Visualizing 10 Million GeoNames with Leaflet and Solr Heatmap Facets
I wrote this post in response to some requests I had after some tweets a while ago.
A proof of concept for @ApacheSolr with @LeafletJS server side clustering using the new Solr 5.1 heatmap >100000 pts https://t.co/twydmaag7Q— Jack Reed (@mejackreed) May 7, 2015
A follow up, @ApacheSolr heatmap with >10,000,000 locations using @LeafletJS MarkerClusterer https://t.co/JrG8vudIk6 still really fast— Jack Reed (@mejackreed) May 8, 2015
A recent addition in Solr 5.1 is a new type of facet ability, Heatmap Faceting. It looks like this is another great addition added to Solr by David Smiley. I was excited to see this feature in the release notes but was curious about the practicality and performance.
Heatmap Facet basics
The Heatmap Facet will return a grid of counts for documents over a given area. The return type defaults to a 2D array of values, but can also be returned as a 4-byte PNG. These type of return values can be used to generate a heatmap visualization of result hits. Additionally, the Heatmap Facet will take several parameters that modify how the heatmap is calculated or returned. For my experimentation purposes I have only been using the
facet.heatmap.geom will limit the region that the heatmap is computed on.
Indexing spatial data
I knew that I was going to want to put this feature through some performance trials, so I opted to start with large corpus of spatial data, the GeoNames.org seemed like a suitable dataset to start with. More on indexing GeoNames data into Solr in this other post. For the rest of this, I assume you followed this post using the default example Solr
Collections and fields used here
|Collection name||GeoNames title field||Geometry field|
Heatmap requests and returns
For this blogpost, I only dealt with the Solr Heatmap Facet return using the 2D array of hit counts. The basic idea of the feature is that I can request a bounding area, and get return hit counts for items within that area.
An example request
A basic Facet Heatmap request:
http://localhost:8983/solr/gettingstarted/select?q=*:*&facet=true&facet.heatmap=loc_srpt&facet.heatmap.geom=["-180 -90" TO "180 90"]&wt=json
Let’s break down this request:
|Request parameter||What does it do?|
||Select all documents|
||field name for heatmap faceting (needs to be type RPT)|
||the region where the heatmap is computed|
||return it in JSON|
An example return
The example request above will return hit counts for the entire world. This will be in the form of a 2D array. The return from Solr will look something like this:
The response here gives us a lot of useful information we can use to build a mapping interface to visualize the hits. The return isn’t necessarily a JSON object but is an array, lets just call it an object with keys (even array index values) and values (odd array index values).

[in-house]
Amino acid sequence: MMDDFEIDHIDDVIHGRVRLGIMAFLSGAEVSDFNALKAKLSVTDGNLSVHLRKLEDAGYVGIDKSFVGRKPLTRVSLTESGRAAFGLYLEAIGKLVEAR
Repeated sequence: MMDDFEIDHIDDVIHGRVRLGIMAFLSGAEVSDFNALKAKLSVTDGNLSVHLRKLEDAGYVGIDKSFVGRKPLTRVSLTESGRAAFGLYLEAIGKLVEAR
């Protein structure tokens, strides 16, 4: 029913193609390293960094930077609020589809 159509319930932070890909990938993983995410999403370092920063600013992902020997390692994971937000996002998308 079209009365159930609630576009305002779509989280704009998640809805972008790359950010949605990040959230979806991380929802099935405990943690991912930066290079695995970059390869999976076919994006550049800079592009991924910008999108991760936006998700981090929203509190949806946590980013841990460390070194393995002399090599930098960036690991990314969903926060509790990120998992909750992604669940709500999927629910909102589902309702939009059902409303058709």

|Response key||What does it tell us?|
||granularity of each grid cell|
||number of columns in 2D array return|
||number of rows in 2D array return|
||region heatmap 2D array was computed for|
||2D array of integers that are counts for a given region|
Transforming it into a grid
counts_ints2D can be transformed into a grid. Below is an equal degree grid computed from a 32 x 32 2D integer array for the entire world ([“-180 -90” TO “180 90”]).
Visualizing with Leaflet.js
The next step is to turn the 2D integer array into a visualization depicting hit counts on a map. Leaflet.js is my goto mapping library so I created a quick Leaflet plugin, Leaflet-Solr-Heatmap, that creates a GeoJSON grid from the resulting response from Solr.
Using this plugin, with the 10 million plus GeoNames corpus will yield a result like this:
The plugin does a really naive classification of density using color. Future work can implement something a bit more scientific.
You may notice, I’ve included in the example Solr response and Leaflet rendering times. Here is a version using the MarkerClusterer functionality in the Leaflet-Solr-Heatmap plugin.
As you zoom further in, the plugin will send a facet query that limits the response area to the map view. This significantly increases performance of the Solr faceting at lower zoom levels. Solr will also dynamically modify the grid resolution as you zoom further in.
Going from here
This is really just a proof of concept of performance for a large geospatial dataset. Its really exciting to this fast performance with such a large dataset. I might next try and do something similar with a polygon geometry dataset to see how that works, maybe quattroshapes? I’m also interested in future work on a Blacklight plugin that will use this functionality to visualize search results. If your interested in working something collaboratively connect with me on Twitter.